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A Special Report: The Litigation Tidal Wave (1 of 6)

The litigation tidal wave: The threat is real

It is an accepted fact: Lawyers today practise in an increasingly complex world - a world of new demands, new challenges and new opportunities.

One area of law that's particularly vulnerable to this new world order is the practice of litigation. Forces such as increased consumerism, globalization, ADR and technology are fundamentally changing the face of litigation practice. Some of these same forces are also contributing to a heightened interest in the standard to which lawyers are expected to practise - and a marked increase in claims against litigation lawyers.

In this special report, we examine the impact of some of the key forces that are driving change in litigation practice. We review the types of errors that underlie claims against litigators, from both the statistical and the claims file perspectives, canvassing leading practitioners for their "view from the trenches."

As well, we provide some practical practice management tips which, if followed, can significantly reduce your exposure to a claim and better prepare you for the evolving marketplace.

Statistics tell the story

The first indication of what's happening on the claims front comes from an analysis of statistics. LPIC's rich claims database, which reaches back more than a decade, provides an accurate accounting of past claims activity, both in terms of number of claims reported and claims costs. By slicing that database a number of different ways, we get a compelling picture of what's happening to claims generally, and to specific areas of practice in particular; additional analysis enables us to also identify the type of mistake that led to the claim (e.g. failure to apply a deadline vs. poor communication).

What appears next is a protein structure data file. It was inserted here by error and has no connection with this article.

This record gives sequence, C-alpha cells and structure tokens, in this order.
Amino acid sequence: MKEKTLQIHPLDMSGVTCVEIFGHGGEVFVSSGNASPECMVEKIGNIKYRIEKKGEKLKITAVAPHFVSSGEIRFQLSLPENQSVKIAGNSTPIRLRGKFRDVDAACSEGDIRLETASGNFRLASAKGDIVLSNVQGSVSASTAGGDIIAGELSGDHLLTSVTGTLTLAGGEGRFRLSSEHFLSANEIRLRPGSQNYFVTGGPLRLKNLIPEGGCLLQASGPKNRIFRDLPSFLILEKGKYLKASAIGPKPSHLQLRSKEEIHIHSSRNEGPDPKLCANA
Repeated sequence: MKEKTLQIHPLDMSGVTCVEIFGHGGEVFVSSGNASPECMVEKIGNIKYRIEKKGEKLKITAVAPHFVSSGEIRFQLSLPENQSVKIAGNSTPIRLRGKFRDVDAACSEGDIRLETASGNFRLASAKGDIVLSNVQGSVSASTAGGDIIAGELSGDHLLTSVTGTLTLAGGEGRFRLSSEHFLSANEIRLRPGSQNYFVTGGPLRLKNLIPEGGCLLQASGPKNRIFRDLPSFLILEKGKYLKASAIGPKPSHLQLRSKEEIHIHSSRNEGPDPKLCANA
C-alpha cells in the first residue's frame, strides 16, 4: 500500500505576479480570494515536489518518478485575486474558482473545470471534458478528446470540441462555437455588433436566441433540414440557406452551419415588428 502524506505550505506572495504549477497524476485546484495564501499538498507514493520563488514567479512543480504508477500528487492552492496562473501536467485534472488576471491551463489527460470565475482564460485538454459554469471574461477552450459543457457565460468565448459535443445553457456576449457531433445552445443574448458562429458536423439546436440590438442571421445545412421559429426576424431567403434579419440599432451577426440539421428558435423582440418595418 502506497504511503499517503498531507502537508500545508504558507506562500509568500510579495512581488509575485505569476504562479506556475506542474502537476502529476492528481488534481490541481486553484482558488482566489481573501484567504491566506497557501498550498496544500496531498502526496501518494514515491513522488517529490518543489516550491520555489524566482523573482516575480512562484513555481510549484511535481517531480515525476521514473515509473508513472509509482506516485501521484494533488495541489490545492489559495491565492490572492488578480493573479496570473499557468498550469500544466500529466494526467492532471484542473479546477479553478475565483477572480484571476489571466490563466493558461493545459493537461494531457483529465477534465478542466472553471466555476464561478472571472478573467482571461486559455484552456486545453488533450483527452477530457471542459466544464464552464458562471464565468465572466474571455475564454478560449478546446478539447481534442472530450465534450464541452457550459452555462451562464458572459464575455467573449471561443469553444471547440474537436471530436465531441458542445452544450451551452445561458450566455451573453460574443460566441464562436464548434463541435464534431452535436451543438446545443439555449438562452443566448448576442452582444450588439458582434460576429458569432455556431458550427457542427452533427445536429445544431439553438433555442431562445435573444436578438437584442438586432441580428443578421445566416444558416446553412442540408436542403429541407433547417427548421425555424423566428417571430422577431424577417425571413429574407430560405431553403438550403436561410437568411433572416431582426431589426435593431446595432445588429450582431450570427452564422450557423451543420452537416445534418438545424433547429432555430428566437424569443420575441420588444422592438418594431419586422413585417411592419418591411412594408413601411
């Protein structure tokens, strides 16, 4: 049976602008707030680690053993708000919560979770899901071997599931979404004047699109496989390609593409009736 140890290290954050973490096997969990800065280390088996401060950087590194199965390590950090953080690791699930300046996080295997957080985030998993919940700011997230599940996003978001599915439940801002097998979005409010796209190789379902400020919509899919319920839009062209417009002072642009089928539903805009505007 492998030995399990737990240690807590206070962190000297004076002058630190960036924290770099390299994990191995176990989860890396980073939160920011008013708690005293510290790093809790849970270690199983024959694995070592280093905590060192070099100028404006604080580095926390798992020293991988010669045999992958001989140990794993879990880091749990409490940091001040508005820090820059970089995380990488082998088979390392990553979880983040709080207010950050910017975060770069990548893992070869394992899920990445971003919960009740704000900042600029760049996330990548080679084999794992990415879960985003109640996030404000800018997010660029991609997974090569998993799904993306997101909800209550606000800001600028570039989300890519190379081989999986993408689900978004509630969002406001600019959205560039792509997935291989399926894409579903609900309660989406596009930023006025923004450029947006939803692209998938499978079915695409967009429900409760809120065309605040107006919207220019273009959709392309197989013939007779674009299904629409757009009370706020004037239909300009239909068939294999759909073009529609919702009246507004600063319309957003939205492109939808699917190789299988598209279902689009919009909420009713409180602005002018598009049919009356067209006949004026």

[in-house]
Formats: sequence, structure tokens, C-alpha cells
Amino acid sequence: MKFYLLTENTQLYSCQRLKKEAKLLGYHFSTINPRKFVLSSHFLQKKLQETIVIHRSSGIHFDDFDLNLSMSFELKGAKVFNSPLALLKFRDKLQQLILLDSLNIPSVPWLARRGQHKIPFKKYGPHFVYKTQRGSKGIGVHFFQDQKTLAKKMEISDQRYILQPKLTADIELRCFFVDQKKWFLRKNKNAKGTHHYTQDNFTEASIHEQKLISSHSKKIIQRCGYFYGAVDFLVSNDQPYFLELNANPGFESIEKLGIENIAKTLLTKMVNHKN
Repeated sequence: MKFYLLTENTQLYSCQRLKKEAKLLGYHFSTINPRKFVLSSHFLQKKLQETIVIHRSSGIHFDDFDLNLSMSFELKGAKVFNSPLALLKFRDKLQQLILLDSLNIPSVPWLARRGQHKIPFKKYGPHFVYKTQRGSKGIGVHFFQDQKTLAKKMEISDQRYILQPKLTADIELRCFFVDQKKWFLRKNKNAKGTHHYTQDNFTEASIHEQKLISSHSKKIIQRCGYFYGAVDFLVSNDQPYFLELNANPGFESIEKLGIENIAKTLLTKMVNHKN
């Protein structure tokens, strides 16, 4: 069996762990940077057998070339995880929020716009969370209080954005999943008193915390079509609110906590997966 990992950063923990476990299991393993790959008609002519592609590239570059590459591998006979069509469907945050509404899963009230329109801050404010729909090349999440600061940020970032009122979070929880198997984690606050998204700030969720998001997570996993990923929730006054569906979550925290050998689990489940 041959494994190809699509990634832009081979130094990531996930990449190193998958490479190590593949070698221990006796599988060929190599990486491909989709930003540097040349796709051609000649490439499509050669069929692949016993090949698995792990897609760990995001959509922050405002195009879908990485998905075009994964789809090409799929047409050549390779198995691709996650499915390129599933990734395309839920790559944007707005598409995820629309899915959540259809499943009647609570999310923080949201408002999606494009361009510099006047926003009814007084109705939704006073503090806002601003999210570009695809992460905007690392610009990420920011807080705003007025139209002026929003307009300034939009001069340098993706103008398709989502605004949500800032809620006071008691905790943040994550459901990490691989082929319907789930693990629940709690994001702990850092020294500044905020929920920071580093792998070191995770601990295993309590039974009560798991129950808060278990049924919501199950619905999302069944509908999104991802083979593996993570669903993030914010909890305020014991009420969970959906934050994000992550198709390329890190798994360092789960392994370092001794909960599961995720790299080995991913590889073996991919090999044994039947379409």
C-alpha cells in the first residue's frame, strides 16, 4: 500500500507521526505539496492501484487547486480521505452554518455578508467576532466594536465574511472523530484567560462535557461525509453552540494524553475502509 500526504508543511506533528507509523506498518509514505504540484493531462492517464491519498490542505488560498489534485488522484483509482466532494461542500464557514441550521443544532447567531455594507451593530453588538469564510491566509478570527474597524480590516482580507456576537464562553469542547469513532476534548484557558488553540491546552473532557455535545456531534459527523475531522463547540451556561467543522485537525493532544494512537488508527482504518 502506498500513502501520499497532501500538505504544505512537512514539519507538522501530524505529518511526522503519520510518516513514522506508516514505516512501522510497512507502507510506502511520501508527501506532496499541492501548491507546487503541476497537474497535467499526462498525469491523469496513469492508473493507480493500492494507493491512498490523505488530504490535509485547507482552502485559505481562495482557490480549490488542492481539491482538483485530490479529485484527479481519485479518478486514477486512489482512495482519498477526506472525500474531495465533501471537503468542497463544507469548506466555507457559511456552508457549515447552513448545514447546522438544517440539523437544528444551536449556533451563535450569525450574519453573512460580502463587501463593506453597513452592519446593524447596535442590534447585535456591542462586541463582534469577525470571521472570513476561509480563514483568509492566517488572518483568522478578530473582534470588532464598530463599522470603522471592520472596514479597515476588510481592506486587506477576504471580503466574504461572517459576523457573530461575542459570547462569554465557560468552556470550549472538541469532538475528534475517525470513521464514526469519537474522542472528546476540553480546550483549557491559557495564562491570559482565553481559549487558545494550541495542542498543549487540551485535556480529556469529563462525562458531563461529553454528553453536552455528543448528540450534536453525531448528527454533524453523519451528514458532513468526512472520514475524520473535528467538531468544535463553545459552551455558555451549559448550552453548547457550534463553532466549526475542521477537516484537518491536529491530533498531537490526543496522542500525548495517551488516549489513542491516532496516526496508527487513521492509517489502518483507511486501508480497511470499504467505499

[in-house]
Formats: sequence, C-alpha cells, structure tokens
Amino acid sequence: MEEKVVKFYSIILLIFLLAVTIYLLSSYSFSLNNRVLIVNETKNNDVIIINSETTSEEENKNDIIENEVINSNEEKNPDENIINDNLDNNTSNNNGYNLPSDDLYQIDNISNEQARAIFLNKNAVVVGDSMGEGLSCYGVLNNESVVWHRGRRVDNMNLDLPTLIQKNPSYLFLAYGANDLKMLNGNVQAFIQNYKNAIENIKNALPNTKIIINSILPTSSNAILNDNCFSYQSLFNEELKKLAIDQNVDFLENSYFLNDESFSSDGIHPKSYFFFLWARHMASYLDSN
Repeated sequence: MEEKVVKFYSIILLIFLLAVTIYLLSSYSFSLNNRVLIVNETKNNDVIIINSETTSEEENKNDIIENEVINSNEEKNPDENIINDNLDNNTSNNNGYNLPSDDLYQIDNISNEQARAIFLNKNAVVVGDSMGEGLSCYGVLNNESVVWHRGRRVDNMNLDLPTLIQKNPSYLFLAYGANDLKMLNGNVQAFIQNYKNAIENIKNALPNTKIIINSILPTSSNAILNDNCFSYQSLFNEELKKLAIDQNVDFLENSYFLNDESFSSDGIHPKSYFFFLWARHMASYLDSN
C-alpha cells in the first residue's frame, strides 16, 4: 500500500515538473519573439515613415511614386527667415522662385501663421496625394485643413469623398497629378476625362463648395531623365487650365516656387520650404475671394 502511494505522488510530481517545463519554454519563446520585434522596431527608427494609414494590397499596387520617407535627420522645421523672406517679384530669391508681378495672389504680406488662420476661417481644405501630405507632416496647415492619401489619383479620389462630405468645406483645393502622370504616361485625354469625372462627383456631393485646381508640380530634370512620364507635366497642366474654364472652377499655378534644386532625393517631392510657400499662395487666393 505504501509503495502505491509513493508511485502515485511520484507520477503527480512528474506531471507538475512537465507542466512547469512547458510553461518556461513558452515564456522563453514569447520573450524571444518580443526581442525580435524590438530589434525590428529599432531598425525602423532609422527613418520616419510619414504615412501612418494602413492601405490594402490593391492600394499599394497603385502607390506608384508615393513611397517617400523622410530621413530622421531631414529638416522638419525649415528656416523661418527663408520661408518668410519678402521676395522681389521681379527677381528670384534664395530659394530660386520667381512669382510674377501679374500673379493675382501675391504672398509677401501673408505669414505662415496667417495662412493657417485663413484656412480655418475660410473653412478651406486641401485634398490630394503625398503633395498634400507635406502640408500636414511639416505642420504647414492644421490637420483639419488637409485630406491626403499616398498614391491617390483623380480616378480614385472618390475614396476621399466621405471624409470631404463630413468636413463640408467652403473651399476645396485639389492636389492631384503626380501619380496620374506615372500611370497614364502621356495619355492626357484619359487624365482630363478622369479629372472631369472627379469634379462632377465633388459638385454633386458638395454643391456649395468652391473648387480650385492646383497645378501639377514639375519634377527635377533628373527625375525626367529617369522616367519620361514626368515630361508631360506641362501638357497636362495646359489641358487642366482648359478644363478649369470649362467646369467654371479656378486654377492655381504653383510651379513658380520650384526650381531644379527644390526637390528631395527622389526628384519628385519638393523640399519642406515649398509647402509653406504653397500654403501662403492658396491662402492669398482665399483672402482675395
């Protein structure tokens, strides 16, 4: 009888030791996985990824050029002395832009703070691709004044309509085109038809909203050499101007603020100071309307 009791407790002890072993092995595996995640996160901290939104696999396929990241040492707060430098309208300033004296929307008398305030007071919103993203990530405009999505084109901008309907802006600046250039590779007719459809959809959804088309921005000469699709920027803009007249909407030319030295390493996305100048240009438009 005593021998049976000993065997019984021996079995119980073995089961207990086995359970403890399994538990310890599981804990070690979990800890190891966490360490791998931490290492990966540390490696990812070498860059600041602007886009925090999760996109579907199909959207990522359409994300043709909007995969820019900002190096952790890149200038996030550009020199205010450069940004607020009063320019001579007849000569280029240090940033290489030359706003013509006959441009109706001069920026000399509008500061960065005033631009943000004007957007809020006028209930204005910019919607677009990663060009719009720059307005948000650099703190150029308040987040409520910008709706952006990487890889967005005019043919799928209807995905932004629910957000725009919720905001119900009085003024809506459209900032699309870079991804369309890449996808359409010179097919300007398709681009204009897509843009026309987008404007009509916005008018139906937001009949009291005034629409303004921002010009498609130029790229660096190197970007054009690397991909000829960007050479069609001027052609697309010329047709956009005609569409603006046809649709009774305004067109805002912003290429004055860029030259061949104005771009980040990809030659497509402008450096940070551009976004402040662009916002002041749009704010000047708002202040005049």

These analyses, coupled with our claims examiners' experiences and anecdotal evidence, also help LPIC identify evolving trends - such as the marked increase in litigation claims over the last few years - and serve as an early warning system that enables LPIC to alert the profession to developing trouble spots. More importantly, it lets us help the profession be proactive in controlling or avoiding claims-prone activities.

The Hard Facts: Litigation Claims exceed Real Estate Claims

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In the late 1980s and throughout the 1990s, real estate claims significantly outpaced claims generated by any other area of practice, both in terms of number of claims reported and claims costs. However, the past two years have seen a significant shift in the area of practice that generates the highest claims count and claims costs, from real estate to litigation. In fact, in 1999, litigation practice represented more risk than did real estate practice.
  • For the period from 1989-98, real estate accounted for 44.9 per cent of LPIC's claims while litigation practice accounted for 35 per cent of LPIC's claims count. In 1999, that trend reversed, with litigation accounting for 43 per cent of all claims reported, while real estate practice accounted for only 32 per cent.

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  • A similar trend exists when examining claims costs. For the period from 1989-98, real estate claims outpaced litigation claims more than two to one, accounting for 52 per cent of claims costs compared to 23 per cent for litigation practice. By 1999, that relationship had reversed, with litigation practice accounting for 38 per cent of claims costs compared to 34 per cent for real estate practice.

Litigation Claims in Detail

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Litigation claims costs rise while overall claims costs fall

The claims experience of litigation practice has deteriorated over the past five years, while the overall claims statistics have improved.

  • Between 1995 and 1999, claims costs in all practice areas generally have fallen about 20 per cent from $75 million to about $60 million, and the number of claims reported each year has held steady at around 2,000.